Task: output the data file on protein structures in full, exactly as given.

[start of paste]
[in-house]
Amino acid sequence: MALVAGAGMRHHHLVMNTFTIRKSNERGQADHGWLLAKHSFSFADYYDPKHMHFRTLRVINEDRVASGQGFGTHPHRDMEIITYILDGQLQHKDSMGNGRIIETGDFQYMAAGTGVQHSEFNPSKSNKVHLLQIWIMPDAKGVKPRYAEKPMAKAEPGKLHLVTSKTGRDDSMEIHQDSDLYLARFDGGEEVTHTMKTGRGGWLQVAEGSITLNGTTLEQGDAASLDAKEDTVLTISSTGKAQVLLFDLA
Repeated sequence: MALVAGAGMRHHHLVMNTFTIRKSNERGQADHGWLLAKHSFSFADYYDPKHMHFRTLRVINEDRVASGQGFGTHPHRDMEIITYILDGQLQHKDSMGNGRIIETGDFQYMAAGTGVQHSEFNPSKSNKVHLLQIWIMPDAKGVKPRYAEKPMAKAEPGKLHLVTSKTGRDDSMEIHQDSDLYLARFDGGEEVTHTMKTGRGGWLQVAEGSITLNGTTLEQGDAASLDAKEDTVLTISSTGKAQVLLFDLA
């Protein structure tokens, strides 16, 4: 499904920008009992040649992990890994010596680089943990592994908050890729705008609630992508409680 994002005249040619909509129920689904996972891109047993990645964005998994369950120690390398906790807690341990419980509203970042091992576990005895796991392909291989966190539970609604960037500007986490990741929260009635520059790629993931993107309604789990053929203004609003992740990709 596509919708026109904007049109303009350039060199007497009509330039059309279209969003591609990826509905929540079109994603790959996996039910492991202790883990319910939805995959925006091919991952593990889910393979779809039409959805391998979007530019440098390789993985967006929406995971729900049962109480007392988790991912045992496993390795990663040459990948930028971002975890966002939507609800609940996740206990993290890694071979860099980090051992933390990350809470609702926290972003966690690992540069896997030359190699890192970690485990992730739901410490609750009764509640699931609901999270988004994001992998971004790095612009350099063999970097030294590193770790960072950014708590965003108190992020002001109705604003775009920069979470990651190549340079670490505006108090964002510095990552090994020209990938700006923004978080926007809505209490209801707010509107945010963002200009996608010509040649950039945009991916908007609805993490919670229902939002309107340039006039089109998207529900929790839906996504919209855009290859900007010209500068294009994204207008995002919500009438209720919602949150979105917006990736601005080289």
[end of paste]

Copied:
[in-house]
Amino acid sequence: MALVAGAGMRHHHLVMNTFTIRKSNERGQADHGWLLAKHSFSFADYYDPKHMHFRTLRVINEDRVASGQGFGTHPHRDMEIITYILDGQLQHKDSMGNGRIIETGDFQYMAAGTGVQHSEFNPSKSNKVHLLQIWIMPDAKGVKPRYAEKPMAKAEPGKLHLVTSKTGRDDSMEIHQDSDLYLARFDGGEEVTHTMKTGRGGWLQVAEGSITLNGTTLEQGDAASLDAKEDTVLTISSTGKAQVLLFDLA
Repeated sequence: MALVAGAGMRHHHLVMNTFTIRKSNERGQADHGWLLAKHSFSFADYYDPKHMHFRTLRVINEDRVASGQGFGTHPHRDMEIITYILDGQLQHKDSMGNGRIIETGDFQYMAAGTGVQHSEFNPSKSNKVHLLQIWIMPDAKGVKPRYAEKPMAKAEPGKLHLVTSKTGRDDSMEIHQDSDLYLARFDGGEEVTHTMKTGRGGWLQVAEGSITLNGTTLEQGDAASLDAKEDTVLTISSTGKAQVLLFDLA
């Protein structure tokens, strides 16, 4: 499904920008009992040649992990890994010596680089943990592994908050890729705008609630992508409680 994002005249040619909509129920689904996972891109047993990645964005998994369950120690390398906790807690341990419980509203970042091992576990005895796991392909291989966190539970609604960037500007986490990741929260009635520059790629993931993107309604789990053929203004609003992740990709 596509919708026109904007049109303009350039060199007497009509330039059309279209969003591609990826509905929540079109994603790959996996039910492991202790883990319910939805995959925006091919991952593990889910393979779809039409959805391998979007530019440098390789993985967006929406995971729900049962109480007392988790991912045992496993390795990663040459990948930028971002975890966002939507609800609940996740206990993290890694071979860099980090051992933390990350809470609702926290972003966690690992540069896997030359190699890192970690485990992730739901410490609750009764509640699931609901999270988004994001992998971004790095612009350099063999970097030294590193770790960072950014708590965003108190992020002001109705604003775009920069979470990651190549340079670490505006108090964002510095990552090994020209990938700006923004978080926007809505209490209801707010509107945010963002200009996608010509040649950039945009991916908007609805993490919670229902939002309107340039006039089109998207529900929790839906996504919209855009290859900007010209500068294009994204207008995002919500009438209720919602949150979105917006990736601005080289």